We will be using the following textbook: Other books that may be drawn from, and that might be useful references include both the first edition of Code Complete, as well as:

Computer Accounts:

  1. Computer accounts: if you do not have a unix account, ask for one on the CSE web page.

Topics to be covered:

Among the topics to be covered in lecture periods are: Though many topics will overlap, this course is not intended to be as in-depth or comprehensive as a standard software engineering course, which focuses more on project management - students may take the software engineering class after taking this class.

Note: You should expect to spend a significant amount of time (>10 hours/week) outside of class time on programming projects. This may require meeting with team members outside of the class/lab periods.

See the Weekly Schedule section for more details.


There will be three major projects in the course, each counting for 28% of the overall grade. Specific grading practices for each project will be announced when that project is given out, but the grade may include factors such as evaluation of code clarity, teamwork, etc. Peer evaluation may be used as a significant contributing factor to these grades (see below). The remaining 16% of the grade will be based on attendance (6%: attendance sheets will be circulated) and the two online quizzes (5% each).

The projects are scored by the team, however, different individual contribution can lead to differential grades given the same team score.

The grading scale expected to be used is: >90 = A; >80 = B; >70 = C; >60 = D; all else F.

Academic Integrity:

AGGIE HONOR CODE: An Aggie does not lie, cheat, or steal or tolerate those who do.

Upon accepting admission to Texas A&M University, a student immediately assumes a commitment to uphold the Honor Code, to accept responsibility for learning, and to follow the philosophy and rules of the Honor System. Students will be required to state their commitment on examinations, research papers, and other academic work. Ignorance of the rules does not exclude any member of the TAMU community from the requirements or the processes of the Honor System.

For additional information please visit: http://aggiehonor.tamu.edu/

For this class, certain aspects of the honor code need to be clarified.

  1. There may be times in this course where you or your team make use of external code/software/libraries. Whenever this is done, you must make sure that, in addition to following any restrictions on that code itself, you clearly document what the source of the external code was, and how it was used.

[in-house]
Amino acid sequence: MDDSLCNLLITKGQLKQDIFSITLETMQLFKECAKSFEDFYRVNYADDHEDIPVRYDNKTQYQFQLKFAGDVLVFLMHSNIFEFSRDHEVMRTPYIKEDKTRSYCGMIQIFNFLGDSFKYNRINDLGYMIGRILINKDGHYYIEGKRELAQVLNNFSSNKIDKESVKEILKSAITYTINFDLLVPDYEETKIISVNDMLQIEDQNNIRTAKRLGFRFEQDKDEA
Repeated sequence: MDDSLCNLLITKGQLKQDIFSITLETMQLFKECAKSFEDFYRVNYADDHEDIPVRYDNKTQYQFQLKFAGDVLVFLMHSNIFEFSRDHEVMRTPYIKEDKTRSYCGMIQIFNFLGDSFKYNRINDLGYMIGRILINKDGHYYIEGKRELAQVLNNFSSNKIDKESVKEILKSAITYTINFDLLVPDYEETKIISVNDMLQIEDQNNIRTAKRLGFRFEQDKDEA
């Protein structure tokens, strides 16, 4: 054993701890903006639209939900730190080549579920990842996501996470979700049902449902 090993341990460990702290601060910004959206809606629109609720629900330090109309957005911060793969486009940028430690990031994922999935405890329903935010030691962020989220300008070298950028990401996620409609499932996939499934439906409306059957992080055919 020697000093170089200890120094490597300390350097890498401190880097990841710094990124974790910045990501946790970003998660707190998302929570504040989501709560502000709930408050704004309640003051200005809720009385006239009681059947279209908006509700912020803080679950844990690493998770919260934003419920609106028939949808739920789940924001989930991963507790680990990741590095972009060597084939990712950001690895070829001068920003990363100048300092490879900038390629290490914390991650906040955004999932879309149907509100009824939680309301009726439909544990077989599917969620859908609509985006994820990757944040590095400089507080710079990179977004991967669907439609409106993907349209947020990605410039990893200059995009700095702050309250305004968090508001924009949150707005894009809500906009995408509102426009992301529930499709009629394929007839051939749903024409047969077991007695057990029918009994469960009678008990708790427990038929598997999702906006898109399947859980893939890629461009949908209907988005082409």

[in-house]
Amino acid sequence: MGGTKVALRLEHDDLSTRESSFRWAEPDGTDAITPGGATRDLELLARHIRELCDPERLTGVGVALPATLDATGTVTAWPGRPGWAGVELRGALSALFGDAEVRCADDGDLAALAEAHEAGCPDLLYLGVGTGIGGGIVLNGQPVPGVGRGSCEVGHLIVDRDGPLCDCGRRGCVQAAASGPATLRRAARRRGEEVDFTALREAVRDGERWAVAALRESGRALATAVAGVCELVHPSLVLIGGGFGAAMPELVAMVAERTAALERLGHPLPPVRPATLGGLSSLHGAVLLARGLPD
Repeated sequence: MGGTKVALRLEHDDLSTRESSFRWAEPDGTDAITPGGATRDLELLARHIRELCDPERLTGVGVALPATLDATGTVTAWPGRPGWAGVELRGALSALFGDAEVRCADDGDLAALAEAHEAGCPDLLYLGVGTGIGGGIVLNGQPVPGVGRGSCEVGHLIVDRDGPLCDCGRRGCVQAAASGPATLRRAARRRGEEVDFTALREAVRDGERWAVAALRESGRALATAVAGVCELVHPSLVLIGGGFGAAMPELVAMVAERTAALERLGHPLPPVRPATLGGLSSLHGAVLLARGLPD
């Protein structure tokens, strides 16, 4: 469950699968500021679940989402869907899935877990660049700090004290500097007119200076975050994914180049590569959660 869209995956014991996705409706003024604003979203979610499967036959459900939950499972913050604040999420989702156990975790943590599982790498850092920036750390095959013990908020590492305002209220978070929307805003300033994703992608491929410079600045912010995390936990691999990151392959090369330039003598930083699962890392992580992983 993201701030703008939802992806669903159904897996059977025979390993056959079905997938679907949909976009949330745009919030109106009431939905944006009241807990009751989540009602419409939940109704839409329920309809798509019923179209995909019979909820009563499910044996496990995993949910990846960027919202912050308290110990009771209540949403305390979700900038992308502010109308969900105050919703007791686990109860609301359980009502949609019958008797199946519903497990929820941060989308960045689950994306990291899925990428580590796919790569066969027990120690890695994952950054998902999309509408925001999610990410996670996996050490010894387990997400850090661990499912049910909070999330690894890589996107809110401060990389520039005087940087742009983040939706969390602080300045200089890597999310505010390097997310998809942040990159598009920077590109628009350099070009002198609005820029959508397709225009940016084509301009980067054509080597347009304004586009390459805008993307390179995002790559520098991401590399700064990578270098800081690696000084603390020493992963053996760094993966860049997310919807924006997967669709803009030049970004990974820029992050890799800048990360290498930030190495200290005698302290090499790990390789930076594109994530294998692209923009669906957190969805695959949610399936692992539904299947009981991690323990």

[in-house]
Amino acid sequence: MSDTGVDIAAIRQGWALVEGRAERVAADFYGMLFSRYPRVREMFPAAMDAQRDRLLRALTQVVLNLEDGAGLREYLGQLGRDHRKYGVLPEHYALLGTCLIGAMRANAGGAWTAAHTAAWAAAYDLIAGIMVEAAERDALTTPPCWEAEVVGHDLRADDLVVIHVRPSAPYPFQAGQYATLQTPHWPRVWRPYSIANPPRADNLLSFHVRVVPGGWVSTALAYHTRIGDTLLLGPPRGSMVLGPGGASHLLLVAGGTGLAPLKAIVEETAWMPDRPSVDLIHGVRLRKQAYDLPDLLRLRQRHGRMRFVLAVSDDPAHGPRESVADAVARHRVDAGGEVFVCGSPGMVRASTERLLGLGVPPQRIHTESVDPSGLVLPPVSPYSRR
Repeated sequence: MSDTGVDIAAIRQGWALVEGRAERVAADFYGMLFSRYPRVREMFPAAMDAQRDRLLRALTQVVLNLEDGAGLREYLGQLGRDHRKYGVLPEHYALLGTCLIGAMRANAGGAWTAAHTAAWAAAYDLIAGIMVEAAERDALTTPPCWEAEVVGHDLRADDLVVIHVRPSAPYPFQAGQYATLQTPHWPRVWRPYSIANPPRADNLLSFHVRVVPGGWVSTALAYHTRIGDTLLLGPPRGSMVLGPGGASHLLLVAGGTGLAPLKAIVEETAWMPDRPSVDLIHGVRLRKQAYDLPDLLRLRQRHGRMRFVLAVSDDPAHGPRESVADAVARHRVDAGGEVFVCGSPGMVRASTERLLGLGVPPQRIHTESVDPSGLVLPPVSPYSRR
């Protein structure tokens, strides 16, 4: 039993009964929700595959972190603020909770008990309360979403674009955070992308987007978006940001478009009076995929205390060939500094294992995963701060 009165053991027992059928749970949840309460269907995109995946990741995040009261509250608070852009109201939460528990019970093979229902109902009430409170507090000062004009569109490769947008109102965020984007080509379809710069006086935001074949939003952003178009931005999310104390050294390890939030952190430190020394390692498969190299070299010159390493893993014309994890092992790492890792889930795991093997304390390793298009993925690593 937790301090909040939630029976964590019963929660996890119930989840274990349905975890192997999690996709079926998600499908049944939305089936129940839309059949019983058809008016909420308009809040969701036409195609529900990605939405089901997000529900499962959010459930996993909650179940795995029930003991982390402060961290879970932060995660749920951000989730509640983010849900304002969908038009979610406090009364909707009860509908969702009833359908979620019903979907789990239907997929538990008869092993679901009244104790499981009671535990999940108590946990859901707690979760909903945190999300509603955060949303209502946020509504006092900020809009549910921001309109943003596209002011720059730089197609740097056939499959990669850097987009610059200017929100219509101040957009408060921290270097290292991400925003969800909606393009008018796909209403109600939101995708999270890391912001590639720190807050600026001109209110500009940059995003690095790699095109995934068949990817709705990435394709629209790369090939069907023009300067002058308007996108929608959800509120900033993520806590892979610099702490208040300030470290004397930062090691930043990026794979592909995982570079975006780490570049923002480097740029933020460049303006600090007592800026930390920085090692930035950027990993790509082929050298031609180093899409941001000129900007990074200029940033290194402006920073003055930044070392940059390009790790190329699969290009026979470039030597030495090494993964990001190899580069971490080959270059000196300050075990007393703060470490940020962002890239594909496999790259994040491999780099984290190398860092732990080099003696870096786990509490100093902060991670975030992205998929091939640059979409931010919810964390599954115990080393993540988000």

2. There may be cases in this course where you or your team seeks outside assistance related to one of the projects. Any assistance received from people other than members of your team, the professor, teaching assistant, or peer teacher needs to be clearly documented.
  3. You will be working in team environments in this course, and your work as a team will be used to determine grades. As such, it is your responsibility, when asked, to:
    • accurately describe the work that you have done on a team project. Claiming credit for work that you have not done or that others did instead is a violation of the code.
    • accurately describe (to the best of your knowledge) the performance of other team members. "Covering" for another team member (claiming they did more work than you know they did) or "spiking" them (claiming they did less work than you know they did) are examples of honor code violations.
    • prevent (as best you can) or report (known) violations of the honor code by your other team members. You share responsibility when a project is turned in; if you are aware of a teammate having violated the code in his/her work on the project, and do not report it, you are claiming credit for that violation yourself.
If there are any questions or concerns about whether an action is appropriate, you should check with the professor or teaching assistant first. If in doubt, assume that it is not appropriate.

Course Policy: